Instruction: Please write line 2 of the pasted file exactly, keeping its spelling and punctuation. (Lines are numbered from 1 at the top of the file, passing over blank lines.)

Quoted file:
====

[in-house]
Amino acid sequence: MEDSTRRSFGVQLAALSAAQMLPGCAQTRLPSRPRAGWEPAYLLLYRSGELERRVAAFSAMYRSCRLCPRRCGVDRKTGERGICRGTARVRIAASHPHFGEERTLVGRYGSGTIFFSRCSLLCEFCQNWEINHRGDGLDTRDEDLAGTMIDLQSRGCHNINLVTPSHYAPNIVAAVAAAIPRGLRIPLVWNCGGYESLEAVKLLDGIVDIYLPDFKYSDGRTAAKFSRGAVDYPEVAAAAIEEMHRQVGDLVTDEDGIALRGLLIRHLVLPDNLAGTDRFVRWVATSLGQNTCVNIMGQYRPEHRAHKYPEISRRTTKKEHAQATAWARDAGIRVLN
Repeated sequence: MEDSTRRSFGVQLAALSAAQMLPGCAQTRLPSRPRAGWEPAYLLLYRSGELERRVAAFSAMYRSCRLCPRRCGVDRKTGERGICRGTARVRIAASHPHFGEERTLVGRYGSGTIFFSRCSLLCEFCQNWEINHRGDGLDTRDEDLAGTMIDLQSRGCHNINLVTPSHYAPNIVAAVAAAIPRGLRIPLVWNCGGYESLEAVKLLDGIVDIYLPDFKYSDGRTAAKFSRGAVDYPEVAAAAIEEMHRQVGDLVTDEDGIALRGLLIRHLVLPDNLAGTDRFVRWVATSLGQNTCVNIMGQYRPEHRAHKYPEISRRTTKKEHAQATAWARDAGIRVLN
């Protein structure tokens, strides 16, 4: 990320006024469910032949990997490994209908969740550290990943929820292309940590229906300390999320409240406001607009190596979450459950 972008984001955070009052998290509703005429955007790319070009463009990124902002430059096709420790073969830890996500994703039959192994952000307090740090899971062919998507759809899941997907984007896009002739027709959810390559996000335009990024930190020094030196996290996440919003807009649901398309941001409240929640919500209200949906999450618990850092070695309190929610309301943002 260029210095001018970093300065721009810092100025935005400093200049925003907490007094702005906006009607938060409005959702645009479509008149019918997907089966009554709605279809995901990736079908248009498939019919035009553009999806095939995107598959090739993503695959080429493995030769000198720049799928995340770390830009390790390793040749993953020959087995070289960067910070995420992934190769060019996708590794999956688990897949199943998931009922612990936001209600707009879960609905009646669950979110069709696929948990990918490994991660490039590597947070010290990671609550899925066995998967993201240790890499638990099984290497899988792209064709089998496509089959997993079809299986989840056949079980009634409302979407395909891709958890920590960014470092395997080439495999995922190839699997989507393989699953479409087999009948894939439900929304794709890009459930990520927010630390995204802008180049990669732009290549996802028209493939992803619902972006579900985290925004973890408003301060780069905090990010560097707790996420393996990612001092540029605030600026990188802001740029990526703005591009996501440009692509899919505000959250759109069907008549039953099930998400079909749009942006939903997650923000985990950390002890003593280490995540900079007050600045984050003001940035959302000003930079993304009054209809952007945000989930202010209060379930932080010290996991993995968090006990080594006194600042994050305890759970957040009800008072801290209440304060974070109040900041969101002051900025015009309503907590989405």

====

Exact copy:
Amino acid sequence: MEDSTRRSFGVQLAALSAAQMLPGCAQTRLPSRPRAGWEPAYLLLYRSGELERRVAAFSAMYRSCRLCPRRCGVDRKTGERGICRGTARVRIAASHPHFGEERTLVGRYGSGTIFFSRCSLLCEFCQNWEINHRGDGLDTRDEDLAGTMIDLQSRGCHNINLVTPSHYAPNIVAAVAAAIPRGLRIPLVWNCGGYESLEAVKLLDGIVDIYLPDFKYSDGRTAAKFSRGAVDYPEVAAAAIEEMHRQVGDLVTDEDGIALRGLLIRHLVLPDNLAGTDRFVRWVATSLGQNTCVNIMGQYRPEHRAHKYPEISRRTTKKEHAQATAWARDAGIRVLN